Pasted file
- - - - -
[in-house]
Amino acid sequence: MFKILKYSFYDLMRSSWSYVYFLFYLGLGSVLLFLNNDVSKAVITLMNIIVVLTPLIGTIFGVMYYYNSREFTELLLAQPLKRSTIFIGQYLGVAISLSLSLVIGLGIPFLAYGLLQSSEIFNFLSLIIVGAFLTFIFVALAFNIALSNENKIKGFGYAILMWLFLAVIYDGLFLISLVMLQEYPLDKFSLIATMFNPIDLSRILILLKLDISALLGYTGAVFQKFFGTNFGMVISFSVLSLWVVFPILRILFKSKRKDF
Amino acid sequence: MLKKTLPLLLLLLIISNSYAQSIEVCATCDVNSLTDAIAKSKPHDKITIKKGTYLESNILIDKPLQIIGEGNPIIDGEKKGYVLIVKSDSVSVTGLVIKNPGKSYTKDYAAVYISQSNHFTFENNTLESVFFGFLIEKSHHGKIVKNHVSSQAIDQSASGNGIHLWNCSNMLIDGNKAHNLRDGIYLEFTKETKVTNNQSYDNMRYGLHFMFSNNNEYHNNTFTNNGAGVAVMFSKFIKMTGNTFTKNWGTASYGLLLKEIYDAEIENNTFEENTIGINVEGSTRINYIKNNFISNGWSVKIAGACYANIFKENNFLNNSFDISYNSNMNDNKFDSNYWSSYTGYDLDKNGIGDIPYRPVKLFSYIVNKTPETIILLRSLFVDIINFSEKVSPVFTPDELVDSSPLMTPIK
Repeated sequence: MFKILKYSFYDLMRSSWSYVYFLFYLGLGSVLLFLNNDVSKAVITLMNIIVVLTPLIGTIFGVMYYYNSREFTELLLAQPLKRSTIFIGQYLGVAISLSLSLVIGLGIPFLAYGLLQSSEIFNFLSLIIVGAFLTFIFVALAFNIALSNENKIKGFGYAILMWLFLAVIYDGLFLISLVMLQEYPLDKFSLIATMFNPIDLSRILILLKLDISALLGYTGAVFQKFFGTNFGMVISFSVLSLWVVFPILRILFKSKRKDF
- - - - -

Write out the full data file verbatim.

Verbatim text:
[in-house]
Amino acid sequence: MFKILKYSFYDLMRSSWSYVYFLFYLGLGSVLLFLNNDVSKAVITLMNIIVVLTPLIGTIFGVMYYYNSREFTELLLAQPLKRSTIFIGQYLGVAISLSLSLVIGLGIPFLAYGLLQSSEIFNFLSLIIVGAFLTFIFVALAFNIALSNENKIKGFGYAILMWLFLAVIYDGLFLISLVMLQEYPLDKFSLIATMFNPIDLSRILILLKLDISALLGYTGAVFQKFFGTNFGMVISFSVLSLWVVFPILRILFKSKRKDF
Amino acid sequence: MLKKTLPLLLLLLIISNSYAQSIEVCATCDVNSLTDAIAKSKPHDKITIKKGTYLESNILIDKPLQIIGEGNPIIDGEKKGYVLIVKSDSVSVTGLVIKNPGKSYTKDYAAVYISQSNHFTFENNTLESVFFGFLIEKSHHGKIVKNHVSSQAIDQSASGNGIHLWNCSNMLIDGNKAHNLRDGIYLEFTKETKVTNNQSYDNMRYGLHFMFSNNNEYHNNTFTNNGAGVAVMFSKFIKMTGNTFTKNWGTASYGLLLKEIYDAEIENNTFEENTIGINVEGSTRINYIKNNFISNGWSVKIAGACYANIFKENNFLNNSFDISYNSNMNDNKFDSNYWSSYTGYDLDKNGIGDIPYRPVKLFSYIVNKTPETIILLRSLFVDIINFSEKVSPVFTPDELVDSSPLMTPIK
Repeated sequence: MFKILKYSFYDLMRSSWSYVYFLFYLGLGSVLLFLNNDVSKAVITLMNIIVVLTPLIGTIFGVMYYYNSREFTELLLAQPLKRSTIFIGQYLGVAISLSLSLVIGLGIPFLAYGLLQSSEIFNFLSLIIVGAFLTFIFVALAFNIALSNENKIKGFGYAILMWLFLAVIYDGLFLISLVMLQEYPLDKFSLIATMFNPIDLSRILILLKLDISALLGYTGAVFQKFFGTNFGMVISFSVLSLWVVFPILRILFKSKRKDF